The brown marmorated stink bug officially known as Halyomorpha halys congregate in early fall in the afternoon waning sun. The stink bug is not harmful to people, houses, or pets, they do not bite, sting, suck blood or carry disease. They do not eat wood or bore into house. I thought of them as a nuisance, until I saw the damage they caused to tree fruit. To fruit growers and wine makers, stink bugs are much more than a nuisance- they are an economic disaster. A 10% infestation of stinkbugs can damage an entire tree fruit crop. These ¾ of an inch flying bug can hitch a ride on grapes going through the wine making process and foul the smell and taste of the finished wine.

The stink bugs are not native to the United States they arrived from China in the late 1990’s or around 2000 when they were first noted in Pennsylvania. In the United States they do not yet have any natural enemies and they have spread widely in the Mid-Atlantic States causing crop damage. In its native range of China, Japan, Korea it is known as an agricultural pest and has become a serious threat to the fruit, vegetables and farm crops of the Mid-Atlantic region here and has now spread to the northwest wine regions of the United States. Pesticides have very limited effect on the bugs.

The economic damage that the shield shaped bugs are causing in the United States has been a topic for the Department of Agriculture, USDA, and the Land Grant Universities to study. In vineyards, brown marmorated stink bugs feed on grapes, reducing their yield and quality. And because they are relatively small compared to a wine grape and they blend in, the insects hitchhike on the grapes and wind up in the winery. When the grapes are pressed the stink bugs give off their signature stress compounds, tridecane and (E)-2-decenal, that sometimes affecting the quality of the wine and juice.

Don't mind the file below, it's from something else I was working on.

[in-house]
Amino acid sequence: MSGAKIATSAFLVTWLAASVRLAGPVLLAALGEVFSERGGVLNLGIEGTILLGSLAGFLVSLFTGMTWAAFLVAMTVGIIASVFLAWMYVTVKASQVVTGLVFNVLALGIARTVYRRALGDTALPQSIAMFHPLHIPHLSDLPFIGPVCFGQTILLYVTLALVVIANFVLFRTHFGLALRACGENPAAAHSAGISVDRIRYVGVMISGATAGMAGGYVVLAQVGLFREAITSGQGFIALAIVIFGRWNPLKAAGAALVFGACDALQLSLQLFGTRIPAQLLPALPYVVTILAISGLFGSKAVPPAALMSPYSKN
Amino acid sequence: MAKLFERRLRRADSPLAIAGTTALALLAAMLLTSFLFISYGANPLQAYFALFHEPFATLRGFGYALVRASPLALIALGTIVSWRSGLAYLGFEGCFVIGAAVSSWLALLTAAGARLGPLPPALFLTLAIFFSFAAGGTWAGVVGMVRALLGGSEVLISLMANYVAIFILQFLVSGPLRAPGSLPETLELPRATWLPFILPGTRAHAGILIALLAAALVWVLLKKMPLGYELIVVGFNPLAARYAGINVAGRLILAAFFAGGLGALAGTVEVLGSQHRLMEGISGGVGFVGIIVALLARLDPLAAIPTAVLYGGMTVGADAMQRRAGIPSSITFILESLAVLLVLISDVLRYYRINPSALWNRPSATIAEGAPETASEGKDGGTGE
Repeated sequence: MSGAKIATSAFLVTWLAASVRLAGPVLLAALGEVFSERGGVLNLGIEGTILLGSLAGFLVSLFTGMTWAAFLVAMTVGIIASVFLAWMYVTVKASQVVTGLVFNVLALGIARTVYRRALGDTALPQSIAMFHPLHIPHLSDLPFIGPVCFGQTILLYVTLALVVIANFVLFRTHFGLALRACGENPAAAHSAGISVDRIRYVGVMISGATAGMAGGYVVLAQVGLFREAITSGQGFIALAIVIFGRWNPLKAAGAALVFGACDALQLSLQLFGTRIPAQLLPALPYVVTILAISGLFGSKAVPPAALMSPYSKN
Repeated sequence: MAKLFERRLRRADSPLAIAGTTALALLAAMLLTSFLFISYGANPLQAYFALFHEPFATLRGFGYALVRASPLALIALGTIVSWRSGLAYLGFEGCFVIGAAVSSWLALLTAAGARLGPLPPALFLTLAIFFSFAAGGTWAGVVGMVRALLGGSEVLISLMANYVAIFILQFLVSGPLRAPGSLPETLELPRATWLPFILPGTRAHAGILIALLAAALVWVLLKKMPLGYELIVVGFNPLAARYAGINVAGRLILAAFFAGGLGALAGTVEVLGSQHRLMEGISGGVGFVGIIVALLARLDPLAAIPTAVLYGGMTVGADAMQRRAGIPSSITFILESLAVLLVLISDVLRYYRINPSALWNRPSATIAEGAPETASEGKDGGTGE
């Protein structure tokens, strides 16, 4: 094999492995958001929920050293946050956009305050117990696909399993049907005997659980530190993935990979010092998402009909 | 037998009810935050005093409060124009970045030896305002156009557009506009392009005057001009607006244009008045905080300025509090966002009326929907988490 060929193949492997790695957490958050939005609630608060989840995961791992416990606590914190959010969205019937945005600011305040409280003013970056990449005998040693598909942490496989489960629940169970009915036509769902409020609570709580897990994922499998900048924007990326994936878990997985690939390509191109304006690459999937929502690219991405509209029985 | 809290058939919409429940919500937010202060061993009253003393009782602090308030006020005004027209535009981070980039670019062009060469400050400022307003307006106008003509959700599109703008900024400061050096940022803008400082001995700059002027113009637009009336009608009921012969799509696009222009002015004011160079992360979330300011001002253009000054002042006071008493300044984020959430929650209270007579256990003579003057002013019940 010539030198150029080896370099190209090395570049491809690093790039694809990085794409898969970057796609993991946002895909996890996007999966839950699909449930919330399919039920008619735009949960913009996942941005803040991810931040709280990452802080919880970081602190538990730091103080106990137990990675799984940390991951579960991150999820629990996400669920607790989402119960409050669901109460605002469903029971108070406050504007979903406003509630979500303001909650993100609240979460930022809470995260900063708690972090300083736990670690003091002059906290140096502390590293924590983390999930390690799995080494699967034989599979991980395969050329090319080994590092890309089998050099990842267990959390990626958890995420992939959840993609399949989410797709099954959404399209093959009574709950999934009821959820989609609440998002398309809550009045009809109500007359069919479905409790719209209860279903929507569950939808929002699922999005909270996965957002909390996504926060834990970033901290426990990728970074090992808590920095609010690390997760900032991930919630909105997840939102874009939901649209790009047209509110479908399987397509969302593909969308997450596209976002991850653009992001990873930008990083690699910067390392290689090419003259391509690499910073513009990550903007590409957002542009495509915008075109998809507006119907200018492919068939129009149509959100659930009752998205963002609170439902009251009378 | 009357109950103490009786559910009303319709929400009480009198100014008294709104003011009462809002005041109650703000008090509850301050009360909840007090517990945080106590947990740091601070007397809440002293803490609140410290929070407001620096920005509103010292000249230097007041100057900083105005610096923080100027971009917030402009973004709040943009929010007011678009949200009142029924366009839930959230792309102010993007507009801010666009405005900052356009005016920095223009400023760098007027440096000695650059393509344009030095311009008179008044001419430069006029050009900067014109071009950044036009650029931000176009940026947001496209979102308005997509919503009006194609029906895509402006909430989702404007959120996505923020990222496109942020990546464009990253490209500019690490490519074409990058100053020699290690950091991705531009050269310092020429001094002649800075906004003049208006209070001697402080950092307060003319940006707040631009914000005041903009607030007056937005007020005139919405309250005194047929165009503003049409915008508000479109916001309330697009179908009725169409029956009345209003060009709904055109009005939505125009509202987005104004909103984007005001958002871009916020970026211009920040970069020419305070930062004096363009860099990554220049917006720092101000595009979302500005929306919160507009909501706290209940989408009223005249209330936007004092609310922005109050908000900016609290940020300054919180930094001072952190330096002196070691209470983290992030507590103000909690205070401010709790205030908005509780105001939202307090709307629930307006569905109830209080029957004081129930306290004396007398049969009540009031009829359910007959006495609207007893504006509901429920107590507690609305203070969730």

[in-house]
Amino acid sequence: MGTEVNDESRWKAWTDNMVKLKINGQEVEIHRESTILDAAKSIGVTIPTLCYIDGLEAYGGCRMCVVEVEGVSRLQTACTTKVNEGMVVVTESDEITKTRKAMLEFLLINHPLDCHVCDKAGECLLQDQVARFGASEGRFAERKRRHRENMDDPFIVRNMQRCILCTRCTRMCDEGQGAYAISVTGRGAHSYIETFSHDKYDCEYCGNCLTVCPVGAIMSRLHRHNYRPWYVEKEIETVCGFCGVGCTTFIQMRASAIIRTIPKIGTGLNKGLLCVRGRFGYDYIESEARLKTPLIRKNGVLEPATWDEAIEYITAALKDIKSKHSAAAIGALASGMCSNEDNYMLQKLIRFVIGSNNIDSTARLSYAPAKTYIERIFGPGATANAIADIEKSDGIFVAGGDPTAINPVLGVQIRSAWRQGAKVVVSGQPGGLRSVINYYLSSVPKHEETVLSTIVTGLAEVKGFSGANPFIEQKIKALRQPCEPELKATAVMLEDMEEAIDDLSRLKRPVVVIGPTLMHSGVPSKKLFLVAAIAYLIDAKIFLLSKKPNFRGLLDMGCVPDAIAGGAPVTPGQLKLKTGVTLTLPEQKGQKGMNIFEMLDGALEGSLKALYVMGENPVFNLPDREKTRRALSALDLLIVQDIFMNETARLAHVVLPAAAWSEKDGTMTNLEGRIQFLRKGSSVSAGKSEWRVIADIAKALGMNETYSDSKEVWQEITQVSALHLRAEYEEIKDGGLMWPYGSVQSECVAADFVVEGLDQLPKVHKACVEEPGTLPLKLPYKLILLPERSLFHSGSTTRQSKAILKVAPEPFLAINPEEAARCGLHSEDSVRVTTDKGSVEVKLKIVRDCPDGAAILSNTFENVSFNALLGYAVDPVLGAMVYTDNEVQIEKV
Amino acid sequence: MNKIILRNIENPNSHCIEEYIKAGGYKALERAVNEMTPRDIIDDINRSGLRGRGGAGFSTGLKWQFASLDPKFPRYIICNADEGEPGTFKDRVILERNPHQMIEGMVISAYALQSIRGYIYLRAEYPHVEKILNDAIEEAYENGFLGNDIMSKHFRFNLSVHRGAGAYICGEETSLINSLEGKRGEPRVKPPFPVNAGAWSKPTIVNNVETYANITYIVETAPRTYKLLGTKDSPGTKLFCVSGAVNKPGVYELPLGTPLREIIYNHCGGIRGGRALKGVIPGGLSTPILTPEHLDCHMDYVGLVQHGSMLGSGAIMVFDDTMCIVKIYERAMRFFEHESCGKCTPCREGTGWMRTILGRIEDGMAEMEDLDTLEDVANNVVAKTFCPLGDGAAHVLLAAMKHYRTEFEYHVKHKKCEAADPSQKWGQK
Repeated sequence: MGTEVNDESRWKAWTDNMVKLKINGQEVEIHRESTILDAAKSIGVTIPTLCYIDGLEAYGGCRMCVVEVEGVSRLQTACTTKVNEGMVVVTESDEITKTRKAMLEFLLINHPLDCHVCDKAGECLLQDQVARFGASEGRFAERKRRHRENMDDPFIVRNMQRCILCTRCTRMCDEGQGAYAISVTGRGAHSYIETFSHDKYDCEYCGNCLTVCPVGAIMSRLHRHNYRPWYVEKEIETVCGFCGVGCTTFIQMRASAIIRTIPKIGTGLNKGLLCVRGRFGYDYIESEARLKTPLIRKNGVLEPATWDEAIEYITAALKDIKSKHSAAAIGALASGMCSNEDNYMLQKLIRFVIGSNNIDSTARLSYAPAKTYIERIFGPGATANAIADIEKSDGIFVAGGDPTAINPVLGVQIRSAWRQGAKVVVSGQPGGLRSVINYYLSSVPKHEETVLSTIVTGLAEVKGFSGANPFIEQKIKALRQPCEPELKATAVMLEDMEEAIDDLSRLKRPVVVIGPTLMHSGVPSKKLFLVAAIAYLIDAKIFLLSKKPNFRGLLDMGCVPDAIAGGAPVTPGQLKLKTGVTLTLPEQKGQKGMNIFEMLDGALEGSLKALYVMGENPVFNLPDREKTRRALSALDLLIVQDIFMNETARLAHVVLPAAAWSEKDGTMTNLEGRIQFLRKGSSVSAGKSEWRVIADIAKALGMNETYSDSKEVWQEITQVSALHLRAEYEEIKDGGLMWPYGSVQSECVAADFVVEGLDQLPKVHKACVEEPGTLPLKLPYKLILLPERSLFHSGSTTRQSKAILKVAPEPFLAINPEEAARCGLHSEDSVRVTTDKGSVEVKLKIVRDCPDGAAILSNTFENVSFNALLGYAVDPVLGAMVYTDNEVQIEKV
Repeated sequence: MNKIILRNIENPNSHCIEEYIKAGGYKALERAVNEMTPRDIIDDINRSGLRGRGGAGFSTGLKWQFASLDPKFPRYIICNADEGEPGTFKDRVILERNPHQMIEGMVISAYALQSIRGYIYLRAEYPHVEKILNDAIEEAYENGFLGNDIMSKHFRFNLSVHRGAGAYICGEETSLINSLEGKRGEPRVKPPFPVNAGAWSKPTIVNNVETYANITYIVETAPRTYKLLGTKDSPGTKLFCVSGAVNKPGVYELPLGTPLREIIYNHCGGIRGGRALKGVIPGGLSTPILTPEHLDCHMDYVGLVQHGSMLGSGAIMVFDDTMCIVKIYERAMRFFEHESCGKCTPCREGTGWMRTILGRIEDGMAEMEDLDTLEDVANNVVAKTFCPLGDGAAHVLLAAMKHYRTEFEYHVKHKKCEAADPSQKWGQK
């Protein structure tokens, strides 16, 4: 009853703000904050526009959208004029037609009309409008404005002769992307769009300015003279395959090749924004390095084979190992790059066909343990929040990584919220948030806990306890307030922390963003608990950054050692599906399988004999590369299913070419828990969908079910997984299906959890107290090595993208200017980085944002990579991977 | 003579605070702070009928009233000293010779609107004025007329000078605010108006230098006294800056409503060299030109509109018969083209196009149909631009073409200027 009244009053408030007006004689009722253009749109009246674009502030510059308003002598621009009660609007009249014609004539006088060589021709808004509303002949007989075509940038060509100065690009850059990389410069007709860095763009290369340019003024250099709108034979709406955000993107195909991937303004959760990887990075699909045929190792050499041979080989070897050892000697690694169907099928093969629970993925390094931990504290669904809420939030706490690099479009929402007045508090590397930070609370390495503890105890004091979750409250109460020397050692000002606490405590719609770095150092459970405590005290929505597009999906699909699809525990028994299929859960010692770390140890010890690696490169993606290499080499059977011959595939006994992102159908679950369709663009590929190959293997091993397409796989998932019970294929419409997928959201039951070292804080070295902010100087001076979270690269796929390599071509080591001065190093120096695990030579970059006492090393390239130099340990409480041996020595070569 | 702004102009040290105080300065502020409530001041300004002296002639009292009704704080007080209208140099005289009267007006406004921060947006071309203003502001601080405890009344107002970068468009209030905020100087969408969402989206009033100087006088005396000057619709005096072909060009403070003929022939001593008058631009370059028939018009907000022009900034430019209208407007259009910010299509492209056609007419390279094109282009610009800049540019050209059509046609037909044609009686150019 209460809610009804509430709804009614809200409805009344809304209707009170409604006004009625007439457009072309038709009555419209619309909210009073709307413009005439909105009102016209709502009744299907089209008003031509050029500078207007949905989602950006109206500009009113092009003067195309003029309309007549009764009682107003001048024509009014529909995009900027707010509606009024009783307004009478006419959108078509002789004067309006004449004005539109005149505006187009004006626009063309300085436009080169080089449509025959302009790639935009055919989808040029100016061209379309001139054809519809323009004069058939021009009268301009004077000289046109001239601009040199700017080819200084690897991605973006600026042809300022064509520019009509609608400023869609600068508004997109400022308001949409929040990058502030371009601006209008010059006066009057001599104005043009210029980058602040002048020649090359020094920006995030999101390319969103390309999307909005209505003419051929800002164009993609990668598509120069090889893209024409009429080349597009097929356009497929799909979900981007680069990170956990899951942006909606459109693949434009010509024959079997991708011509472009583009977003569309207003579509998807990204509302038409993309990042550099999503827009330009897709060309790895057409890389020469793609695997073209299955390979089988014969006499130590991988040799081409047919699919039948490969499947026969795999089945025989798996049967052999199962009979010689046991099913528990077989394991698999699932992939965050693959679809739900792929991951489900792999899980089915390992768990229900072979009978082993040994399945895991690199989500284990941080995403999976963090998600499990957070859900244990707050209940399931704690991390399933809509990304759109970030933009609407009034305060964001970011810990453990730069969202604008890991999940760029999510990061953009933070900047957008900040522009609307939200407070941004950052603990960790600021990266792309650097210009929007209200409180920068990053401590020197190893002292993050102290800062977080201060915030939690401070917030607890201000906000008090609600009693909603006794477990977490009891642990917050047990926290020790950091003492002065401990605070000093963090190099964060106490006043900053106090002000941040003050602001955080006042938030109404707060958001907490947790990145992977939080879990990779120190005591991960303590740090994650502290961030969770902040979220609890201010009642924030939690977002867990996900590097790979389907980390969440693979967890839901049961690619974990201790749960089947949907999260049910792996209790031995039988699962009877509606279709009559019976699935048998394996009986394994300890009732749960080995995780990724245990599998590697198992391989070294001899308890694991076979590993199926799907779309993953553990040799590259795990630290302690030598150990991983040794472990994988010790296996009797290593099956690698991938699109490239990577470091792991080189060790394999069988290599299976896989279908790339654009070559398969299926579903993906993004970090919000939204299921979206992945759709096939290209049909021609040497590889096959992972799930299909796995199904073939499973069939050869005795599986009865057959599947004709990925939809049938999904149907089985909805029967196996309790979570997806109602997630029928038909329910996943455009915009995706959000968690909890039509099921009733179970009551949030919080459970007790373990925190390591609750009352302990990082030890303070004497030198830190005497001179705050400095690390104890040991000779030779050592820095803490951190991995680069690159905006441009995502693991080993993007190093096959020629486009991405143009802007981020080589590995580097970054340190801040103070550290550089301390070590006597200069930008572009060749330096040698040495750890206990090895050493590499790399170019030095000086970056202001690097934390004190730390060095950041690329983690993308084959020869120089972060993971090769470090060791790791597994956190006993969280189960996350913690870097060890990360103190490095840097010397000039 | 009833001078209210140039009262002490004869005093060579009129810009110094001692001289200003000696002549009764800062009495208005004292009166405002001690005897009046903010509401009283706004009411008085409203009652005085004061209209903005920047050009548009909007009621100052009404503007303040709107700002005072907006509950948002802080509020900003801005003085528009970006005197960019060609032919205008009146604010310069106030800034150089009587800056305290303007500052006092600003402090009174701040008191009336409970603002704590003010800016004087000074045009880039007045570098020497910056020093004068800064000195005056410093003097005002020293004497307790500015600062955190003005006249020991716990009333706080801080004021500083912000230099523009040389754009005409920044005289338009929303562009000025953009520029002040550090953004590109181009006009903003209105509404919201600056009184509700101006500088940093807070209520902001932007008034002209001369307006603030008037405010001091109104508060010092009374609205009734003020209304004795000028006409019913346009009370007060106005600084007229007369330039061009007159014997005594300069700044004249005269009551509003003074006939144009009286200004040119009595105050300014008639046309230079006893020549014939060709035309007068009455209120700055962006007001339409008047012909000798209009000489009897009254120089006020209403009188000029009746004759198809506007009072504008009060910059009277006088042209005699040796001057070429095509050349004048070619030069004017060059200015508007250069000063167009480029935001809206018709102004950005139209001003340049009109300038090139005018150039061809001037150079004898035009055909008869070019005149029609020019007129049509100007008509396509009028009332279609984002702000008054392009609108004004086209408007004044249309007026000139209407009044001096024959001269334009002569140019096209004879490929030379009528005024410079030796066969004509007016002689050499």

Agricultural scientists at the USDA and University Agricultural Extension research centers have been unable to prevent the spread of the bug or eliminate the pest from agricultural fields, though work continues. If you are a fruit eater I’m sure you’ve seen the series of small blemishes on apples that sometimes appear at farmer’s markets. Now with the spread of the brown marmorated stink bug to the northwest the wine industry is threatened. In a new study published in the Journal of Agricultural and Food Chemistry:

Pallavi Mohekar, Trina J. Lapis, Nik G. Wiman, Juyun Lim, Elizabeth Tomasino, Am J Enol Vitic. August 2016 : Brown Marmorated Stink Bug Taint in Pinot noir: Detection and Consumer Rejection Thresholds of trans-2-Decenal, ajev.2016.15096; DOI: 10.5344/ajev.2016.15096

scientists investigate the impact of tridecane and (E)-2-decenal on the taste of wine seeking to find the number of stink bugs per grape cluster that will not impact the integrity of the wine. The scientists found that tridecane is odorless, and (E)-2-decenal produces an undesirable musty-like, coriander or cilantro aroma that can ruin a wine. Even if you like cilantro, it is not acceptable in a Pinot Noir. The main focus of this study was to estimate the level of contamination with the stress compounds that could be detected by both consumers and wine professional and the threshold of contamination with stress compounds where a consumer would reject the wine- in the study they used Pinot noir. Interestingly, white wine was contaminated less often than red. The researchers suggest that this is because these two wines are pressed at different points in the winemaking process. The scientists conclude that if winemakers could limit stink bugs to no more than three bugs per grape cluster, the levels of tridecane and (E)-2-decenal in wine would be below the consumer rejection threshold.